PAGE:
Introduction: Employment contracts, awards and agreements


The following chapters focus on the rights, entitlements and obligations of employees in Victoria. These derive from a wide range of sources, including statutes, awards, collective agreements, individual agreements and the common law.

The most significant statute affecting employment conditions in Australia is the federal Fair Work Act 2009 (Cth) (“FW Act”). The FW Act sets out:

sets out most of the rights and duties of employees and employers;

sets out the procedure for the negotiation and certification of federal agreements; and

among other things, governs the affairs of federally registered unions (together with the Fair Work (Registered Organisations) Act 2009 (Cth)).

This chapter covers a range of topics related to employment conditions, with a particular focus on:

the common law employment contract;

workplace agreements and awards under the WRA and the FW Act;

statutory and common law terms of employment.

The following chapter covers termination of employment, enforcement of entitlements and bullying at work.

Interrelationship between statute, statutory agreements and common law contracts

Terms and conditions of employment contained in legislation, awards or statutory agreements are generally minimum terms and conditions. This means that the parties can agree by contract to, for example, pay more than the minimum for any one or more entitlements in the statute, award or statutory agreement.

A common law contract cannot provide for a lesser term than that contained in a statute, award or statutory agreement. The employer must provide the employee with at least every minimum term or condition in the statute, award or statutory agreement. It is no excuse if the employee was, overall, better off under the common law contract.

Contracts and statutory award and agreement terms and conditions exist side by side, with an employee being entitled to the most beneficial term that applies. For example, the ordinary hours pay in a contract may be the most beneficial term for the employee’s ordinary hours of work, but the award overtime condition may be the most beneficial for overtime work. In those circumstances, the employee is legally entitled to the contractual term for ordinary time work and the award term for overtime work.

History of industrial regulation

Prior to 1992, terms and conditions for employees were largely regulated through state and federal awards made by industrial tribunals (i.e. the Australian Industrial Relations Commission (AIRC)). Employees had to receive, at a minimum, all the terms and conditions in the relevant award. A common law contract for a lesser term or condition than contained in the award would not override the award term or condition.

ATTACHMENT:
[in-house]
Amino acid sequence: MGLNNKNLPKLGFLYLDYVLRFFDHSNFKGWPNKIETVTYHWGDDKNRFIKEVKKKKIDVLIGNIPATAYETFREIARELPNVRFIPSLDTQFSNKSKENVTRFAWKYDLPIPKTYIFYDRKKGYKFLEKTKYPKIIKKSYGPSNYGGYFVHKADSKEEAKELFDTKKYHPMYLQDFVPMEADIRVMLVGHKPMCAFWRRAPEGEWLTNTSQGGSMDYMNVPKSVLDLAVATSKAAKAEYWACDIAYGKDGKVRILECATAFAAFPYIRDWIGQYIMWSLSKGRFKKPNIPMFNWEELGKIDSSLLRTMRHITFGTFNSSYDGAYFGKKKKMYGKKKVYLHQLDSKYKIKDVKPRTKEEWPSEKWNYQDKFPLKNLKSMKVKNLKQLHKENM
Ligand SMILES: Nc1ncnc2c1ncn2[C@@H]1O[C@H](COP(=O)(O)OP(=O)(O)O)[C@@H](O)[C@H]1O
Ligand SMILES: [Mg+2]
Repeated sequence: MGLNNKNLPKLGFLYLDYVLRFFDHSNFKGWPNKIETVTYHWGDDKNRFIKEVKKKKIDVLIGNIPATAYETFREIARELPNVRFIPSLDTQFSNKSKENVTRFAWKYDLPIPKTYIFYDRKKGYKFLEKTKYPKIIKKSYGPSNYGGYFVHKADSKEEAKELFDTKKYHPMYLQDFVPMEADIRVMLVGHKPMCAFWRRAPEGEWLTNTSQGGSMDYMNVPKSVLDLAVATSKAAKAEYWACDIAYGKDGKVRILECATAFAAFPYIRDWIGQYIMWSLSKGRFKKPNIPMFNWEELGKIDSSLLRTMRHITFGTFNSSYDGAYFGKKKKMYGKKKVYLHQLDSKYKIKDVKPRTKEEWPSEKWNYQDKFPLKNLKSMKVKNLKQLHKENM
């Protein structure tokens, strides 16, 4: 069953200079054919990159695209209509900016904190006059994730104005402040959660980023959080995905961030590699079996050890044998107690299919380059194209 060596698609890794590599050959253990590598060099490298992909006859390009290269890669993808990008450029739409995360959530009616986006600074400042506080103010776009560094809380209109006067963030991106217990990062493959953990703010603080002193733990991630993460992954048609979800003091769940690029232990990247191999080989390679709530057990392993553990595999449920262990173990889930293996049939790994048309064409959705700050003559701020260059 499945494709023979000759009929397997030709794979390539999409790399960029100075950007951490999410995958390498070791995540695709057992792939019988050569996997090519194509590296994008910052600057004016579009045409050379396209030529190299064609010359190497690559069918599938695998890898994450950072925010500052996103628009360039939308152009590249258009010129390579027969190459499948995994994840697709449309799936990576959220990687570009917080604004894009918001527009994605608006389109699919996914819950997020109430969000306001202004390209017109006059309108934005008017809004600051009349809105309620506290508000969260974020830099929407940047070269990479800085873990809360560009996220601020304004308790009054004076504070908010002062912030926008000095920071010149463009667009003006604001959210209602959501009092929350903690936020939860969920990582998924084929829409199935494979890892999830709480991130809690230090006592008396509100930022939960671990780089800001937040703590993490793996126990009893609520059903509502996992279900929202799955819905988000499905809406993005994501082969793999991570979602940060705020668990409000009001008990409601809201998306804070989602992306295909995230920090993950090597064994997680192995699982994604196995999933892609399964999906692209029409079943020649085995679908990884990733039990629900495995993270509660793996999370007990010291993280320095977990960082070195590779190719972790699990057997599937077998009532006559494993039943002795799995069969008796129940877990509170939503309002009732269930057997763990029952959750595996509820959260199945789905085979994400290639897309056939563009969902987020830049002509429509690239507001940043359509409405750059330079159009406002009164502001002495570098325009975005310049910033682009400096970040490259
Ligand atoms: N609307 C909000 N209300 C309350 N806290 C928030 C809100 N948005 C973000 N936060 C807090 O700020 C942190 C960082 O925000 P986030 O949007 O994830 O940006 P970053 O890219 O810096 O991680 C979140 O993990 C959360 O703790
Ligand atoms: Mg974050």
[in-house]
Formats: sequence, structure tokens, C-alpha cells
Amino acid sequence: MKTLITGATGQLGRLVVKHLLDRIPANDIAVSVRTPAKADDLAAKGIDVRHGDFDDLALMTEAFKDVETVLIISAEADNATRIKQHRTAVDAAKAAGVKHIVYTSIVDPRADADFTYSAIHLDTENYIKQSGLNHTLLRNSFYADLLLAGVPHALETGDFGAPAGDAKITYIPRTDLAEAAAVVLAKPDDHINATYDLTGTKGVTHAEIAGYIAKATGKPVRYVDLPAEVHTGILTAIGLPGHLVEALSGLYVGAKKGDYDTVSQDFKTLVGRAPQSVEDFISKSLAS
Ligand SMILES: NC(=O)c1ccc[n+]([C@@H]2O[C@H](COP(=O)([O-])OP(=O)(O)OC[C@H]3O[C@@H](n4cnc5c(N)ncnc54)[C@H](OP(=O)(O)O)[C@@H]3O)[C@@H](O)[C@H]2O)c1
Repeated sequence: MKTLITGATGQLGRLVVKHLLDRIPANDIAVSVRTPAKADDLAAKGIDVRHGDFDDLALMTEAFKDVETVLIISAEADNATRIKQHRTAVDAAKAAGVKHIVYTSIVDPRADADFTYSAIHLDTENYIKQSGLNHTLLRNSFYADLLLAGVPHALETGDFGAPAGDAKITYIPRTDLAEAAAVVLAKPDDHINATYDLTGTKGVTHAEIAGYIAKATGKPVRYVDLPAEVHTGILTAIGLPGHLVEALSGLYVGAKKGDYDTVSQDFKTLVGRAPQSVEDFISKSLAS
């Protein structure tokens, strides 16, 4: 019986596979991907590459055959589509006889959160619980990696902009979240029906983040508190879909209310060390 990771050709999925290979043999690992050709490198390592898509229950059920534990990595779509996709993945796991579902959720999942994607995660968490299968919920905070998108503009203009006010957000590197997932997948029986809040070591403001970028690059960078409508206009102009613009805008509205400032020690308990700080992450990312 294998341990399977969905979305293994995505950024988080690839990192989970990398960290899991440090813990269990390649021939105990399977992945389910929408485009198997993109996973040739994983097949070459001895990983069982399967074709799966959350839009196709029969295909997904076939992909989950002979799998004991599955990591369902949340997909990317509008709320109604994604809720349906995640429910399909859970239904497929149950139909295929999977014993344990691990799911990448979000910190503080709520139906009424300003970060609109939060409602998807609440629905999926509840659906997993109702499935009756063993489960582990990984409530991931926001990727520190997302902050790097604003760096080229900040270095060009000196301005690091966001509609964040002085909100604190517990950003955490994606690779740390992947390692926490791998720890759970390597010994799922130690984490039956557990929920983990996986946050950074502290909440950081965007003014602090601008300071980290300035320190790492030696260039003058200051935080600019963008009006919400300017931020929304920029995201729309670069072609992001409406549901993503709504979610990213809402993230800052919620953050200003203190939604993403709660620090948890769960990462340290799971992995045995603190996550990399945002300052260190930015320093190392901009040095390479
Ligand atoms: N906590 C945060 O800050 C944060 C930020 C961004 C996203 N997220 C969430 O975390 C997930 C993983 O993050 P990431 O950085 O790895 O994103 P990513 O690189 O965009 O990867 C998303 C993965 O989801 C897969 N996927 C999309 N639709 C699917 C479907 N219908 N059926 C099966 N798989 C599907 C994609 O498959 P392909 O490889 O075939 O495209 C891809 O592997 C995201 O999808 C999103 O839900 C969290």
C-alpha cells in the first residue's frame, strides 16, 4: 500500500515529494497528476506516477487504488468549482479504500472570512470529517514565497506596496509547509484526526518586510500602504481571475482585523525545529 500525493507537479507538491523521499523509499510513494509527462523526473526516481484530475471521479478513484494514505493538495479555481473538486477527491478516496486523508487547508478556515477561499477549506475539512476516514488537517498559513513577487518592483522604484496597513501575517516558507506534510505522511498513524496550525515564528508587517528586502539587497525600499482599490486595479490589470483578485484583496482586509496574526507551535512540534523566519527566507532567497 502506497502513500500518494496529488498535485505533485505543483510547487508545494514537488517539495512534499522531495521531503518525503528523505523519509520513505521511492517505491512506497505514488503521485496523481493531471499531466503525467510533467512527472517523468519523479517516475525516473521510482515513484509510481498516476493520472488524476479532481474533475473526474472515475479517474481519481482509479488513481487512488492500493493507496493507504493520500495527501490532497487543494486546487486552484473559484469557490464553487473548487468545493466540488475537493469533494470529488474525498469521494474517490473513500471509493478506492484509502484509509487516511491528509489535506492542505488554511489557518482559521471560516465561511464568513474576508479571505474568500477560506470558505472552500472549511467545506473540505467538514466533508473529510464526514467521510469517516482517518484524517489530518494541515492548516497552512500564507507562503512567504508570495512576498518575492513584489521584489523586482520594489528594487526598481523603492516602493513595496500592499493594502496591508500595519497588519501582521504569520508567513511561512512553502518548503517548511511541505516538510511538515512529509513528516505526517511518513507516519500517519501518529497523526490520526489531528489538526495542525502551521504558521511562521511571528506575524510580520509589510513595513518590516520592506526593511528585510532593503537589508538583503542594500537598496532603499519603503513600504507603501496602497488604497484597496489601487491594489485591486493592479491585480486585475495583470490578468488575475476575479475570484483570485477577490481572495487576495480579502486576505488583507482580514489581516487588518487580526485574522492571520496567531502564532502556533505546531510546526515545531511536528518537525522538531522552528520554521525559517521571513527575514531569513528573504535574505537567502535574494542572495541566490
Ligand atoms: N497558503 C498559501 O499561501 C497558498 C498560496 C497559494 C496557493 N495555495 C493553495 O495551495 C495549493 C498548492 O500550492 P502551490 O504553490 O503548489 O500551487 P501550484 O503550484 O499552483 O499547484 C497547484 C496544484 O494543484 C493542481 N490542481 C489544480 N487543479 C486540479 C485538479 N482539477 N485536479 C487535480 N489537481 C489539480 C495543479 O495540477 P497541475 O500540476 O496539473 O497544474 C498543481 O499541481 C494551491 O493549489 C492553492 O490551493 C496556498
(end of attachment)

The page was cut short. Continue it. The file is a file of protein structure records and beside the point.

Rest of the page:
Federal awards were created as a result of the settlement of interstate industrial disputes.

In 1992 the Victorian Government abolished state awards and created a system of a limited number of minimum statutory entitlements, with all other terms and conditions having to be negotiated between employers and employees. These changes led to unions seeking federal awards to cover employees formerly covered by Victorian state awards and eventually led to the Victorian Government referring certain industrial relations powers to the Commonwealth Parliament.

In 1993 the federal government introduced collective bargaining to the federal system as a mechanism to modify terms and conditions applying to employees in particular workplaces. The objective was to increase the productivity of the business and the potential for employees to gain additional benefits by the creation of a more flexible system of industrial regulation. The bargaining system included a requirement that employees who were to be subject to statutory agreements be at “no disadvantage” overall when their enterprise agreement terms and conditions were compared to the terms and conditions in the underlying award.

In 1996 the federal government introduced the Workplace Relations Act 1996 (Cth) (“WRA”). This Act introduced statutory individual agreements (Australian Workplace Agreements, or AWAs), reduced the involvement of unions in a range of areas and limited the range of matters that could be included in a federal award.

In 2004 an agreement was reached between the federal government and the Victorian Government for the Victorian Government to refer much of its industrial relations powers to the federal parliament. This enabled the AIRC to make federal awards that could apply to all Victorian workers in industries specified in those awards. Victorian employers did not need to be party to an interstate dispute to be covered by a federal award.

The WRA was substantially amended in 2005, largely taking effect on 27 March 2006 (the “Work Choices” amendments). The WRA was mostly repealed and replaced by the Fair Work Act 2009 (Cth); The majority of this Act commenced operation on 1 July 2009.


While most states in Australia have retained their own workplace legislation for state public sector and local government employees, in Victoria the government referred its power to deal with industrial matters to the federal parliament by way of the Commonwealth Powers (Industrial Relations) Act 1996 (Vic). Most Victorian employers and employees were covered by the WRA. The Victorian Government referred the power necessary for the FW Act to cover all private and public sector employees and employers in Victoria.

Other legislation also affects working conditions in Victoria, such as the Commonwealth Sex Discrimination Act 1984, Racial Discrimination Act 1975 and Disability Discrimination Act 1992, and the Victorian Equal Opportunity Act 2010, Long Service Leave Act 1992 and Occupational Health and Safety Act 2004.